By Toni Clarke
WASHINGTON (Reuters) - Generic drugmakers are furiously campaigning against a proposed U.S. rule that would require them to change the prescribing information on their products if they receive new safety information, which they say would open them to product liability lawsuits.
The rule would overturn regulations that have been in place for three decades that prohibit generic drugmakers from updating safety data on their labels without such changes first being made by the company that developed the drug.
The Food and Drug Administration, which issued its proposal in November, said the change is designed to "create parity" between branded and generic drug makers with respect to labeling changes, and remove an unnecessary impediment to the prompt communication of safety data.
Generic drugmakers say the proposed rule would raise the cost of drugs and lead to confusion among consumers.
"Disregarding decades of regulatory stability in this way will create unwarranted confusion, raises patient safety concerns and threatens the system that created thousands of affordable options for consumers," said Gordon Johnston, a former deputy director of the FDA's generic drugs division and current an industry consultant in a statement.
Just as importantly, if not more so from a company point of view, the move would make generic drugmakers more vulnerable than they are now to product liability lawsuits.
"The Generic Pharmaceutical Association cannot support a proposed rule that undermines public health merely to facilitate litigation against generic drug companies by the plaintiffs' bar," the association said in a position paper last month.
The House of Representatives Energy and Commerce Committee's health panel will consider the proposed changes to generic drug labeling during a hearing on Monday.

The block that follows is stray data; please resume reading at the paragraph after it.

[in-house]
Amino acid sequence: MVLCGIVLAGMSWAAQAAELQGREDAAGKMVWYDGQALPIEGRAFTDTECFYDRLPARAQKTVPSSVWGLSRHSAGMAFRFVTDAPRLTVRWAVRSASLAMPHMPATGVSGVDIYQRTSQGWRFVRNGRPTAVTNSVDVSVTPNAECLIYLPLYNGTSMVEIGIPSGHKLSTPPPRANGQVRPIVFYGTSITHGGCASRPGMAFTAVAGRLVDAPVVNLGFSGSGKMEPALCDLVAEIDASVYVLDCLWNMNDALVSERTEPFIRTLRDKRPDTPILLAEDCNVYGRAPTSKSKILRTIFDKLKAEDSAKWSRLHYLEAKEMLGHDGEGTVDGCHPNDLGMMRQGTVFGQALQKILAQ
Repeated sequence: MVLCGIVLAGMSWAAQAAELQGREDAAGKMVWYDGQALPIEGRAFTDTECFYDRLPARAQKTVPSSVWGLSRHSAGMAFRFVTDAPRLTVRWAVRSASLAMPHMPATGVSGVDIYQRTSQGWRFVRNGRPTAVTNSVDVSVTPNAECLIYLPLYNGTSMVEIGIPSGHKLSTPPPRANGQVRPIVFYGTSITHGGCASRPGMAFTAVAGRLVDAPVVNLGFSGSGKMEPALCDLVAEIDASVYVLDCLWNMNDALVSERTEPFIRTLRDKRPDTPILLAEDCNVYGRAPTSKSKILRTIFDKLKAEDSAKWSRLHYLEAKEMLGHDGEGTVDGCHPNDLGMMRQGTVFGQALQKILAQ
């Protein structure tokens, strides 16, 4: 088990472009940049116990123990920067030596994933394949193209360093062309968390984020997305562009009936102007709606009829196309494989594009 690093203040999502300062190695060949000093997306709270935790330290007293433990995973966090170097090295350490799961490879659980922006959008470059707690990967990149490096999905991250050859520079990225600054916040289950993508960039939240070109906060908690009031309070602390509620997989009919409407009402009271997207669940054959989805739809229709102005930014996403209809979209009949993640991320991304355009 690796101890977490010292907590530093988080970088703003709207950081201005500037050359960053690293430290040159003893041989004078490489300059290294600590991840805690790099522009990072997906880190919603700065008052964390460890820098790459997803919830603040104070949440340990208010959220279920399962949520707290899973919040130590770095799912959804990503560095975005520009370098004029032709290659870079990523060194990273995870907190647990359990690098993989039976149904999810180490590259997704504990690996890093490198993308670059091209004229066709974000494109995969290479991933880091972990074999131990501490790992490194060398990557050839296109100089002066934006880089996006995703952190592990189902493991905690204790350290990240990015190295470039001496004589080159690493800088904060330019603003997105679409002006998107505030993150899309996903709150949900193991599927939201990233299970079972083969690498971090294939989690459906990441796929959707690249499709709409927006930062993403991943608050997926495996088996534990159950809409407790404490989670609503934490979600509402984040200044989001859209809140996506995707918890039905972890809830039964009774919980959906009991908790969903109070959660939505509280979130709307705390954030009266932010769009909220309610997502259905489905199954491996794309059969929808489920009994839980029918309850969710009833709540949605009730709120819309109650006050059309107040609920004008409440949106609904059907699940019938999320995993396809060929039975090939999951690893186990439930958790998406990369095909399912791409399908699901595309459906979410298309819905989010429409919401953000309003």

MONITORING DRUG SAFETY
Congress adopted the Hatch-Waxman Act in 1984 to speed generic drug approvals, and over the past 30 years the industry has mushroomed. Today generic drugs account for some 80 percent of all prescriptions filled in the United States.
Since generics are designed to be more or less the same as brand name drugs, from the active ingredients to the way they dissolve in the body to the prescribing information, the FDA historically forbade generic drug makers from making independent changes to their labeling.
In 2011, after years of legal wrangling, the Supreme Court ruled that the FDA's prohibition on label changes meant generic drugmakers should not be held accountable for a failure to warn against risk. As a result, consumers taking a brand name drug can have legal recourse if they are injured by a drug, but those taking a generic effectively do not.
The FDA's proposal would remove that protection and place equal responsibility for monitoring drug safety on the brand company and the generic manufacturers.
Supporters of the proposal say this is particularly important because there are some 2,000 generic drugs on the market, or about 45 percent of all generics sold, for which there is no longer a branded counterpart.
"If generic manufacturers are not actively monitoring and proposing safety updates, no manufacturer is doing so at all," Allison Zieve, general counsel at consumer watchdog Public Citizen, said in testimony to be delivered to the House panel on Monday. "As generic market share increases, the brand-name manufacturer loses incentive to devote resources to post-approval safety monitoring."
Public Citizen filed a petition in 2011 asking the FDA to authorize generic drug makers to revise product labeling through the procedures available to brand name manufacturers.
Both generic and branded drug companies are required to file reports about adverse events to the FDA, meaning the agency in theory could analyze the data, look for trends and make label recommendations itself. It has historically ceded part of the task to branded drug companies, due in part to limited resources.
"Given that the FDA cannot monitor all post-approval data by itself, drug safety is threatened when the regulatory and common-law incentives designed to motivate manufacturer diligence weaken with shifting control of market share," Zieve said.
In a twist, the branded drug industry now wants the FDA to take over that responsibility for any drug for which there are generic equivalents. That would in theory protect the branded company from lawsuits by placing the burden of responsibility on the FDA.
"Requiring FDA approval for all safety-related labeling changes for a multisource drug will ensure uniform labeling across all versions of a drug," the Pharmaceutical Research and Manufacturers of America (PhRMA) said in a briefing note circulated earlier this week to congressional staff.
PhRMA has not suggested the FDA take over responsibility for monitoring the safety of its big-selling branded products.
(Reporting by Toni Clarke; Editing by Ros Krasny and Lisa Shumaker)